So, at the end of the day, my advice to the pharmacist is to invest a little bit in better technology, in terms of being able to communicate with patients, measure outcomes, pick very unfortunate prevalent diseases, like I mentioned, diabetes, cholesterol, or the other way, which is identifying diseases where there are high-cost oral medicines, where there's a lot of money on the line if a patient is not adherent or compliant.

So, in general, the approach is do you go population health, or do you go drug-specific health, disease system specific, and try to demonstrate a niche—they're specialty, they're driving adherence to compliance, so that at some point, the specialty pharmacist, or the pharmacist in general, can participate in a value-based contract.

Question: Could value-based contracting help the bottom line of the pharmacy?

Jayson Slotnik: So can value-based contracting help the bottom line of the pharmacist? Possibly—it all depends on how the pharmacist can drive the outcome as part of the value-based contract.

So there are going to be many different flavors of a value-based contract. One could be an annuity payment, in other words, payment over time. In that situation, probably not much for the pharmacist because the drug is dispensed, the pharmacist gets paid, and then the rest of the money is gone between the payer and the manufacturer. There's not room there if it's just an annuity.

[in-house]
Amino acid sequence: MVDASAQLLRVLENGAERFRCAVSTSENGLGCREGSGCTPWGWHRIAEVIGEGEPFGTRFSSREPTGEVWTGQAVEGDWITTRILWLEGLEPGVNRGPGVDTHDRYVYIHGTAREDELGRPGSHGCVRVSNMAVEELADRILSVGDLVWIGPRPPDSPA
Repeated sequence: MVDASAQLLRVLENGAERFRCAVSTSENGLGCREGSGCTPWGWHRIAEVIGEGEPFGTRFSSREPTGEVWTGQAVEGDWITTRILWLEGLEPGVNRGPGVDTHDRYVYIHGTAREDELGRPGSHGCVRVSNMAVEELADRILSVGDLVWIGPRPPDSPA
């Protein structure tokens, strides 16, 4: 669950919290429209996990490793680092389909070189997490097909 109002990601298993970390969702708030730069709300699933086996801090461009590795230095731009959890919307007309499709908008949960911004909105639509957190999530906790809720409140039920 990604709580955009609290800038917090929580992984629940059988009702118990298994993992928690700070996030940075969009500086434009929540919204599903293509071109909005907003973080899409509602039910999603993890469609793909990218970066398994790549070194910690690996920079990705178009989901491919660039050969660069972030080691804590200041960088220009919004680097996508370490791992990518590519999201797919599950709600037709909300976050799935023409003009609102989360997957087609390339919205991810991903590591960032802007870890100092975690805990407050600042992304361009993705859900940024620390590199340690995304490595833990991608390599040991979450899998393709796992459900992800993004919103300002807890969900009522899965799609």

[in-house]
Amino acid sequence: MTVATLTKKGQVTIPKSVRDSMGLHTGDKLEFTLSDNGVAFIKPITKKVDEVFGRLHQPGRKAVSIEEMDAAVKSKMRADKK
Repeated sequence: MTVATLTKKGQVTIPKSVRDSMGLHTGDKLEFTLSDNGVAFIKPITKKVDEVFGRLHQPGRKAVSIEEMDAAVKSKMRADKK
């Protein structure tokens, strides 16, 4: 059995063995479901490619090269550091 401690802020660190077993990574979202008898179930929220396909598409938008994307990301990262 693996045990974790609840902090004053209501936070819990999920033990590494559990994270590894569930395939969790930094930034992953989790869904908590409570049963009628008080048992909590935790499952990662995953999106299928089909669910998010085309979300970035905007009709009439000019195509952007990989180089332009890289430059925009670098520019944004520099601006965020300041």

If it's a target to a specific outcome, there is a roadmap there for perhaps a lump sum payment, or maybe even the pharmacist goes at risk for his or her share of the work required to drive towards that one outcome. Similarly, a similar flavor would be if it's a maintenance of an outcome like a cholesterol level or diabetes level data, [pharmacists] could be compensated in smaller amounts or incentivized over a larger period of time to meet that outcome.

But like I said in the beginning, in general, it'll depend on the pharmacist’s skill set—retail, specialty, what drugs they serve, their own clinical background, their network, their relationships with manufacturers and payers—that will determine the financial opportunity within the value-based contract construct.

Question: What are your hopes for the future of value-based contracting?

Jayson Slotnik: So my hopes for the future of value-based contracting is that it evolves into a real opportunity and option for all the stakeholders involved, principally the manufacturer, the payer, and the pharmacist or the distributor—whoever is involved in making sure the product goes from point A to the patient and driving towards the best outcome for that patient. I hope the market evolves because it is a way to incentivize better care, and therefore better outcomes. Therefore, it's good for everybody in the health care ecosystem.

How the pharmacist gets involved, and my hope for them, is that they are treated with the appropriate respect and deference to [allow them to] do what they do best, which is dispense [and] counsel patients on interactions or side effects, adverse events, and be the one in the position to help manage some of the adherence, compliance, and drug ramifications. Up until now, the pharmacist really hasn't been given that much respect, especially on the specialty side, and I hope that changes in the future.